His name is Eric. Not that you'd know.
In this era—10 years after an economic cataclysm—names mean very little, and what little meaning they do have Eric is loath to lose. He never offers to give his. Few even ask. Eric holds his words like gold, giving them rarely and reluctantly. In a land so bereft of comfort and treasure, perhaps they're the only thing of value Eric has. Well, and perhaps his car.
One nameless day, as Eric sadly sips water at a walled blotch in the road, a trio of crooks crashes nearby. They hop out of their stuck truck, hotwire Eric's dusty sedan and blast on down the highway.
Such thefts are not so unusual in this dry and desolate Australia. Bystanders treat them as more diversion than crime. There is no law to rely on, no emergency number to dial. People steal and are stolen from. They cheat and are cheated. They kill and die. If justice or revenge is what you seek, you must find it yourself.
Something snaps in Eric. He doesn't want justice, doesn't want revenge. He wants his car. And he'll do anything to get it.
Down the road, Eric picks up Rey, the brother of one of the car thieves. The simpleminded Rey was shot in the gut and abandoned—a liability for his fleeing comrades, it would seem. Eric rescues the young man and takes him to a doctor—not out of kindness, mind you, but because he might know where the thieves are.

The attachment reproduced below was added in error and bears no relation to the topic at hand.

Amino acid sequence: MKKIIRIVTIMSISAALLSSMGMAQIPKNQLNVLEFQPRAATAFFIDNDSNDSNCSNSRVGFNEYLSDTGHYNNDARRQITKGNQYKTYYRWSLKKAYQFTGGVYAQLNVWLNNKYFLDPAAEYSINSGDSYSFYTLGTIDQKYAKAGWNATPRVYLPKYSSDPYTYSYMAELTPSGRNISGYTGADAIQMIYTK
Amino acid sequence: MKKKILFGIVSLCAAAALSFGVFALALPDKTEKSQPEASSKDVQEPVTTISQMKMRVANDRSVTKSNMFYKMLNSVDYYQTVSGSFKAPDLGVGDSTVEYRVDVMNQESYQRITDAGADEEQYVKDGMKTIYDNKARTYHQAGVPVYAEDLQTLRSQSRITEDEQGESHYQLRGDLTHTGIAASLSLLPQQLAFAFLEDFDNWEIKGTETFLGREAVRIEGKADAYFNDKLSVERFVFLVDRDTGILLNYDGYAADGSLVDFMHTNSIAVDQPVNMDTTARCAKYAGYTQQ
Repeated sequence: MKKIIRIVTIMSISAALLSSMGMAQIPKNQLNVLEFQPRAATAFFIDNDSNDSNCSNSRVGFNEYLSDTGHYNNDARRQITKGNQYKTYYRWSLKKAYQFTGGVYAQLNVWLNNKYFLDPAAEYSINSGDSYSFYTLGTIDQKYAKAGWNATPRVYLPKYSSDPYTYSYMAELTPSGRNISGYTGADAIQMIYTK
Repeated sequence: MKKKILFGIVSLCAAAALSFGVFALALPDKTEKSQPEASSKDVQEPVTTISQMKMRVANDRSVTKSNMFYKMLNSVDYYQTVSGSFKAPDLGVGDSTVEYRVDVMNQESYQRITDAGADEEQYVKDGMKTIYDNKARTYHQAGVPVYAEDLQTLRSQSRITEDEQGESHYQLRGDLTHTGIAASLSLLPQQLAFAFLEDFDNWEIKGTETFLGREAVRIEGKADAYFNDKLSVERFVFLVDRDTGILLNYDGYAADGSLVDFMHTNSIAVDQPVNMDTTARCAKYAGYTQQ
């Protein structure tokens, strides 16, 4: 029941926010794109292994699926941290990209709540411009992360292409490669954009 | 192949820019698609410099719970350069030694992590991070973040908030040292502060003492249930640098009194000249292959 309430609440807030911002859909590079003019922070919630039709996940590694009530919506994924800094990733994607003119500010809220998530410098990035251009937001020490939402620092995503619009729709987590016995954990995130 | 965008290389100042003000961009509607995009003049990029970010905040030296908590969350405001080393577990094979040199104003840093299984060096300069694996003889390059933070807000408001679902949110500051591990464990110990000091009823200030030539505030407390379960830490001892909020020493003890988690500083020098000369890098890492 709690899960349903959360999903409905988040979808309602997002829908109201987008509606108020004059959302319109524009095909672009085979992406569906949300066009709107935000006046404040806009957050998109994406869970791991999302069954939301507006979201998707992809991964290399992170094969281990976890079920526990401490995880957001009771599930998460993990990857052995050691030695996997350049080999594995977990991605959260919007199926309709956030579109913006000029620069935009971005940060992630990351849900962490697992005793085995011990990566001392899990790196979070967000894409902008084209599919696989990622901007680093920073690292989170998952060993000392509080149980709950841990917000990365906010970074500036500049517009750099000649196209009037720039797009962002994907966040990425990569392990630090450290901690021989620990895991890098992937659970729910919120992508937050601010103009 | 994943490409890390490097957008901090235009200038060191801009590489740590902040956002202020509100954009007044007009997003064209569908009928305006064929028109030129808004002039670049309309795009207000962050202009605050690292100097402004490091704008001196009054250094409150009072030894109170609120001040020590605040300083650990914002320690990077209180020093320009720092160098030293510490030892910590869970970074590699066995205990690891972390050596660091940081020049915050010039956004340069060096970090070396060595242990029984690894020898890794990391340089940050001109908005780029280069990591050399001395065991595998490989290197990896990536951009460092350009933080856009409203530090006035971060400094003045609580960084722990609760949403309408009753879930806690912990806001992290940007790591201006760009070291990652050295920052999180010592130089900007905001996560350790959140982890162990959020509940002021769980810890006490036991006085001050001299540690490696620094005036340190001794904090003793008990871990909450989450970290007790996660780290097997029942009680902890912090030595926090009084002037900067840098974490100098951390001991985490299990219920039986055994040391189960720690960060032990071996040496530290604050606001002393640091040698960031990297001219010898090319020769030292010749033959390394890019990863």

To Eric, Rey's an asset, merely a tool to be used and discarded. But to Rey, Eric's more than just a rescuer or kidnapper. He's a benevolent master, perhaps even a strange friend. And with his brother having abandoned him, Rey transfers his innate unwavering loyalty to this new, harsh benefactor.
When Eric's picked up by soldiers (the only law left in Australia, it would seem, and I'm using the term law quite loosely), Rey follows and rescues him (in a strikingly negative way, but still). Rey loans Eric money, too. Quite simply, he cares for Eric. And in this desolate land where affection is scarcer than ice, that's not insignificant.
The doctor is the only other person here who seems to give even half a rip anymore. She tenderly stitches up Rey and treats Eric more kindly than he deserves, refusing payment for her services. We also find out that she tends to and hides a whole bunch of kenneled dogs so wanderers won't kill them for food.
At first, Rey tells Eric that his brother still loves him—in part because they both believe in and love God. Eric tries to snuff out Rey's faith, telling him God "put a bullet in you" and left him for dead. "God gave you a brother who's not even thinking about you right now," Eric says. "Your brother left you to die. That's what people do."
Rey sports a tattoo of a figure who seems to be meditating or praying. We hear an old spiritual ("I Heard the Voice of Jesus Say") playing in the background of one scene.
Eric stumbles into what seems to be a decrepit whorehouse, walking through rooms filled with dazed and sleeping occupants. The place's madam, known as Grandma, asks Eric, "Do you want something? Do you want to sleep with a boy?"
In another dilapidated building, we see a man lying on another man's lap. Eric tells a soldier that 10 years earlier he killed his wife and her lover, and there's explicit talk of the offending couple's sex acts.